Nothing has changed unfortunately – the protests never developed into a revolution, the corrupt politicians and greedy bankers weren’t flushed away, we never saw new faces, just the same stinking asses changing seats to keep them warm for the next four years (which they are now going to change, as the “new” government has also fallen apart after only a year, go figure).
We-ea-aa-aa-aaah, the sheep, are filling holes the “successful” businessmen drilled in our banks, so the sons of the bitches managing them can enjoy their ice cold champagne, oysters and fresh piece of ass on a yacht and laugh their asses off at how stupid we are – instead of providing us loans to move the economy forward. And we allow our incompetent higher-authority-obeying “rulers” to sink our grand-grand-grandchildren into the endless pit of debt, while my people are getting poorer and poorer, and those who help the poor get punished by the state, which created the perfect conditions for becoming poor.
“We can and we will!” Hell, yes – enjoy the party!
I’m angry! I’m mad! But at least in my story, The Tribe, things are going a different way – the revolution breaks out in the City, there IS a new face to disrupt the routine there, no matter what they do to him or where they put him in. The story is told by a cop, who had to fight the protesters and who’s supposed to nail Vladimir, the revolter professor, but …
… but I have a reason to be both proud and happy to have my work featured again in the line with such excellent writers (thank you, Paul), and my writing HAS a purpose, at last: the anthology’s mission is to raise awareness of (and some money for) the Marfan Foundation.
Bio: Renato Bratkovič is an advertising creative, fiction writer and blogger from Slovenia. He writes in Slovene and in English. He’s published a short story collection Ne poskušajte tega doma (Don’t Try This At Home) in 2012, his story High Midnight has appeared in Noir Nation 3 (VegaWire Media) and The Tribe is one of the Exiles: An outsider Anthology (Blackwitch Press) stories. He runs Artizan, his advertising agency and publishing house, with his partners.
Exiles: An Outsider Anthology is out now .
PDB: Could you tell us something about One Lost Summer?
One Lost Summer is very much a summer novel; it is also in many ways a Noir novel. Rex Allen loves star quality in women. He moves into a new house in a heat wave with few possessions apart from two photographs of his dead daughter. His next door neighbour, beautiful Evangeline Glass invites him over to one of her many summer parties, where he meets her friends and possessive husband Harry. Rex feels he knows Evangeline intimately. He starts to spy on her and becomes convinced she is someone other than who she pretends to be. When he discovers she has a lover, he blackmails her into playing a game of identity that ends in disaster.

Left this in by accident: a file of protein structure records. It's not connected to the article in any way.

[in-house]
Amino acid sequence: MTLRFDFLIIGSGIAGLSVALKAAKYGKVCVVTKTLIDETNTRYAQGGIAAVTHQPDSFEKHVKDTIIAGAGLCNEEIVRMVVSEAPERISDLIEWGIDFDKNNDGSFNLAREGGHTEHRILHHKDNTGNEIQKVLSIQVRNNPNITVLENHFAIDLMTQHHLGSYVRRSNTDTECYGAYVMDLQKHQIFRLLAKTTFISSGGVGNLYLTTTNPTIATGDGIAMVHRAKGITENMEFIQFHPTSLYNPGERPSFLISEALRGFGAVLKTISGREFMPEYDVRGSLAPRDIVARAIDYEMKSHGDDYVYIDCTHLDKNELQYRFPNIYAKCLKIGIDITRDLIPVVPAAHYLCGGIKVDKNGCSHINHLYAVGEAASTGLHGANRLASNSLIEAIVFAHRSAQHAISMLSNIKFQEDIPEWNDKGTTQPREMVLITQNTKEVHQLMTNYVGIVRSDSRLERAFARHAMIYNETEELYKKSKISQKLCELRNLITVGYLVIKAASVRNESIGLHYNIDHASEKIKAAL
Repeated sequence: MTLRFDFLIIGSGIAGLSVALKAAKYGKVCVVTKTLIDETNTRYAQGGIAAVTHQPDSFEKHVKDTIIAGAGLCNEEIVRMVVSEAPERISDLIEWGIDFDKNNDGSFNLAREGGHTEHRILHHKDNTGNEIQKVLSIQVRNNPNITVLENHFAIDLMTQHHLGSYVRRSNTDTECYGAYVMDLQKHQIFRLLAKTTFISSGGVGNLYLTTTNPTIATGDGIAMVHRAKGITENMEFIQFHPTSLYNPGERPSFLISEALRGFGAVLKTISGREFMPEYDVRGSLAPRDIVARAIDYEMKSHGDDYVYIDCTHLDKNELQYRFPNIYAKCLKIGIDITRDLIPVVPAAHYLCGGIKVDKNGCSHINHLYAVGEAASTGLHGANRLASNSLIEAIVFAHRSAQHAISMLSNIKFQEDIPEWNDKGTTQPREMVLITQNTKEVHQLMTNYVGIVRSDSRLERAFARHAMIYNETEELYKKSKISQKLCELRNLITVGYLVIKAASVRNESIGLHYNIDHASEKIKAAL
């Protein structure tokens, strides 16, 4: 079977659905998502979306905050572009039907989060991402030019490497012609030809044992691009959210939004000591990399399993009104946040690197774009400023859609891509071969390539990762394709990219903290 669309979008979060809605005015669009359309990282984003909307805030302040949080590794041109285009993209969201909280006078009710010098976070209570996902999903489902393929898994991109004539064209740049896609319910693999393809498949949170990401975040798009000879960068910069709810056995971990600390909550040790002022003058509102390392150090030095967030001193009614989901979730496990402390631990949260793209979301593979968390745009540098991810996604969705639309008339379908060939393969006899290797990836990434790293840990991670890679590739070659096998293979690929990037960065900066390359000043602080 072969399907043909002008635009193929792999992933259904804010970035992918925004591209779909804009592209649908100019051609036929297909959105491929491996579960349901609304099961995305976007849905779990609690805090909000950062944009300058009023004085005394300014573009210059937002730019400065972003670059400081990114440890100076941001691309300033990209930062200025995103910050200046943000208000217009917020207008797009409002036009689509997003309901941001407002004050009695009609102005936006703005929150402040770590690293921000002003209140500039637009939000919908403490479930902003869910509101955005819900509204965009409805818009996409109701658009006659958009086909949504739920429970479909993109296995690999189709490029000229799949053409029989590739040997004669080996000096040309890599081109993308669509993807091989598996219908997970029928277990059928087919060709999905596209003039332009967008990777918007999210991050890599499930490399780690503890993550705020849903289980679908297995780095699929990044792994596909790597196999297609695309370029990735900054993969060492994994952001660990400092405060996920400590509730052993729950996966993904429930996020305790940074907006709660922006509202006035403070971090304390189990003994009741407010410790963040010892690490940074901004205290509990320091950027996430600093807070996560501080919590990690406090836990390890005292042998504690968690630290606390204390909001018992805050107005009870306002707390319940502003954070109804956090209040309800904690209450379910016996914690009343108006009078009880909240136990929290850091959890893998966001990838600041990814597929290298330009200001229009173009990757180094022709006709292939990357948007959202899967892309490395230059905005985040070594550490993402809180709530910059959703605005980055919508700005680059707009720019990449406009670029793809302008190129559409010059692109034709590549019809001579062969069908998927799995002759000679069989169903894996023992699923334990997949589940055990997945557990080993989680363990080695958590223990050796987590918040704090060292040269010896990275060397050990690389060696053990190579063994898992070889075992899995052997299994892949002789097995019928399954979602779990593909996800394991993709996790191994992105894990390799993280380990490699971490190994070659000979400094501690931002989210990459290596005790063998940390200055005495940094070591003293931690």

One Lost Summer is a novel about obsession, love, memory and identity, and much more. It explores the things that make us feel we have an identity and what happens when those things are removed from us, as well as the extent to which we can know anyone, even ourselves. It also about how much we understand the irrational impulses that drive us.
Rex Allen, the protagonist, might say it is about what happens when you forget. Evangeline, his beautiful next door neighbour, might say it is about being trapped and the things you do to escape. Coral, the character around whom much of the drama revolves, might say it is about reality and how easy it is to manipulate it. Harry, Evangeline’s husband, might say it is about lies and liars.
PDB: Do you think One Lost Summer is specifically a ‘London’ novel, or could it be set in any city?
I think the events it describes could take place in any city or suburbia, since the themes that are central to the novel, identity, the nature of reality, the extent to which we can know anyone, obsession, voyeurism, and loss, are universal themes. I think One Lost Summer is a London novel because I have set it within the lifestyles of an affluent set of people living in Greater London.
PDB: One of the themes of the novel is people seeing what they think they see rather than what they actually see. Do you think self-deception is a common human trait?
I do. I believe it is extremely hard for people to see themselves. One of the things I look at closely is how much we know anyone. TS Eliot wrote ‘humankind cannot bear very much reality’.
I don’t think writing about a subject makes you akin to it. Writers watch and observe, voyeurism is a pathology that is linked to a compulsion to spy on others.
PDB: There are quite a few broken and dysfunctional rich people in One Lost Summer. Do you think the rich are condemned to be damaged?
I think damage exists at all levels of life. I think wealth can make people targets, I also think damage among the wealthy may have a dramatic element because they grant themselves licences other people may not.
PDB: What’s up next?
I’m off to the States for a book tour for One Lost Summer. Alexandra, the largest publisher in Hungary will, after some delay, be publishing Apostle Rising, my first novel, in Hungarian this December. I have signed a foreign rights contract with Artizan Press in Slovenia for Apostle Rising to be translated into Slovenian. I am writing the sequel.